NEW PALESTINE — When she graduated from New Palestine High School in 1975, Kathy Tucker had no idea she’d get the opportunity to one day teach there.
Just a few years after graduating from Franklin College, however, she landed her dream job and never left.
“That was always my goal to work here because of my roots,” Tucker said.
Before getting the job at NPHS, Tucker taught for three years at Maconaquah High School in Miami County.
Now, after 32 years of teaching health and physical education at NPHS and a total teaching resume of 35 years, Tucker will say so long to her profession when students wrap up classes this week.
“It’s just time,” Tucker said with a smile. “I’ve got two older sisters who were in education, and they are retired, so it just felt like it was kind of the right time.”
Tucker, who is in her mid-50s, said other than a planned trip to Sweden this summer, she has no idea what she’s going to be doing with all the spare time.
“I keep telling everybody that the first year I’m not working, I’m just going to piddle around,” Tucker said.
Tucker spent many of her years at NPHS coaching girls volleyball and basketball, but the majority of her time outside of the classroom was as the leader of the boys and girls tennis teams until 2001.
“I really enjoyed all those years coaching,” Tucker said.
Principal Keith Fessler said Tucker will be hard to replace because of all she’s meant to the school.
“Kathy is a pillar of our school,” Fessler said. “I can’t say enough about what she’s meant to New Palestine High School and to me personally. She’s been a teacher and coach and has really been a major influence in shaping our school into what it is today.”
As a person who likes to spend as much of her time outdoors as possible, Tucker said she plans to take long bike rides, hang out with family and just relax.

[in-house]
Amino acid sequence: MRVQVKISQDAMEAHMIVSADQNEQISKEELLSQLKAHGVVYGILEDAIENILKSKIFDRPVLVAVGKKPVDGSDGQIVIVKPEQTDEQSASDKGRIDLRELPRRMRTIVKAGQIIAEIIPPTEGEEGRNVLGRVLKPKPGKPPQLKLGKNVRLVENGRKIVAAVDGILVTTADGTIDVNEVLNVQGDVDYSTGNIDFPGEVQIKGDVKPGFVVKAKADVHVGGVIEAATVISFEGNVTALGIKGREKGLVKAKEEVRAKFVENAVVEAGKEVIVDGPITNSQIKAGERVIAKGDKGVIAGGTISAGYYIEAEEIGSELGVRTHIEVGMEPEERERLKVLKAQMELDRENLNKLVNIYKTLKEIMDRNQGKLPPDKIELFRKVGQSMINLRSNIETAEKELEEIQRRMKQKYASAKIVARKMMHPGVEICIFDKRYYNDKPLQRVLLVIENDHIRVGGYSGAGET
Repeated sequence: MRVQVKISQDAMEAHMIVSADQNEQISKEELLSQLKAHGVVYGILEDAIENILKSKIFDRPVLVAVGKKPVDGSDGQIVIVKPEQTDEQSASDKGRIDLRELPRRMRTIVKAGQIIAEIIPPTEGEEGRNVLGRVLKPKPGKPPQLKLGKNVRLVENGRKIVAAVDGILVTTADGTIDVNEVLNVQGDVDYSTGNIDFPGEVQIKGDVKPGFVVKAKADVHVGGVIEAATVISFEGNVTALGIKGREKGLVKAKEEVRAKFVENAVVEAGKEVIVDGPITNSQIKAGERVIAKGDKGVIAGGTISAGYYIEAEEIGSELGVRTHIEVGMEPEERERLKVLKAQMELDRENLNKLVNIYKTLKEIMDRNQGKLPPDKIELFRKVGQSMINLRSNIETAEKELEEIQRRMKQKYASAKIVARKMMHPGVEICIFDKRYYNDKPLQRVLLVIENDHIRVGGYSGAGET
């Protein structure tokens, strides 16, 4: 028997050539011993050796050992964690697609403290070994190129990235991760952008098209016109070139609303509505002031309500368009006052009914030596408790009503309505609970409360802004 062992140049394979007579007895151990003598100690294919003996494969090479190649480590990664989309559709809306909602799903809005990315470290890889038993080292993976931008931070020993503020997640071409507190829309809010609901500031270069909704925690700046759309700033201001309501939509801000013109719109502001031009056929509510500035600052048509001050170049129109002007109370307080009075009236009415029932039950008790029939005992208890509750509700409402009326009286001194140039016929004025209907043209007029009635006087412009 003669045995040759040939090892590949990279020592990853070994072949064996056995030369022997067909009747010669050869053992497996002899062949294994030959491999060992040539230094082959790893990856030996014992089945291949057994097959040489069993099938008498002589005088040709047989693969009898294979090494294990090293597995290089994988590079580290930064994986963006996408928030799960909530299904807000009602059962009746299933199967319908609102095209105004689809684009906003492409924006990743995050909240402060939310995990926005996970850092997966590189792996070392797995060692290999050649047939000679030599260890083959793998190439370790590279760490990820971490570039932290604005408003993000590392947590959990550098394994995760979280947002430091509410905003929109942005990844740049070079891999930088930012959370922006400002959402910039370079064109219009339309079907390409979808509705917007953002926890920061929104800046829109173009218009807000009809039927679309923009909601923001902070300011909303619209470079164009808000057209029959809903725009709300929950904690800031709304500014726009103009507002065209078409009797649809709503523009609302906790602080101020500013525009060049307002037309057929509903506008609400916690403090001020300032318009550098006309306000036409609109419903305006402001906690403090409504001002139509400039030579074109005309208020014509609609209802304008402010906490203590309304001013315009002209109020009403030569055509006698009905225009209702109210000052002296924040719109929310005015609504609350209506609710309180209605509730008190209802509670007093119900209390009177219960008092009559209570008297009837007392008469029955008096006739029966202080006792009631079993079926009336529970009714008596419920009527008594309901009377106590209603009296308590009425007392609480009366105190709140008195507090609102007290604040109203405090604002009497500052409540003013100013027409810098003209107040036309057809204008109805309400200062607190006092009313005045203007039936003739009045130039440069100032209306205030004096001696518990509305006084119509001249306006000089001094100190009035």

However, she still wants to stay involved in the community by volunteering when the opportunity is right.
“One of my goals is to try and do some kind of community service,” she said.
Noting that she loves to socialize with her peers and students, Tucker admits it will be tough to leave the school at which she has spent the majority of her career, but her heart told her it was time to retire.
“I knew when I gave up coaching a few years ago that it was the right time, and people have told me over the years you’ll know when it’s time to give up your educating too,” she said. “I don’t think this was a misread. It’s time for a routine change.”
In addition to teaching health and PE, Tucker said she’s also enjoyed teaching a drug education course.
“I think what’s been able to keep me in it for so long is I’ve had that combination of three classes and not just seven straight PE classes,” Tucker said.
While she admits plenty has changed through her many years in education, one thing never did. She always wanted to share the importance of good health with her students.
“I think being able to share that health is our most important asset, I think I will miss that passion of sharing that with young people,” Tucker said.
“I just told the kids last week that you can’t take this body to the car shop and ask for an oil change; you’ve got to work at it.”
While she may be retiring, Tucker said she still has really good thoughts about the teaching profession and is going out on a high note.
“I think anyone with their job wants to leave on a good feeling, and I am,” she said.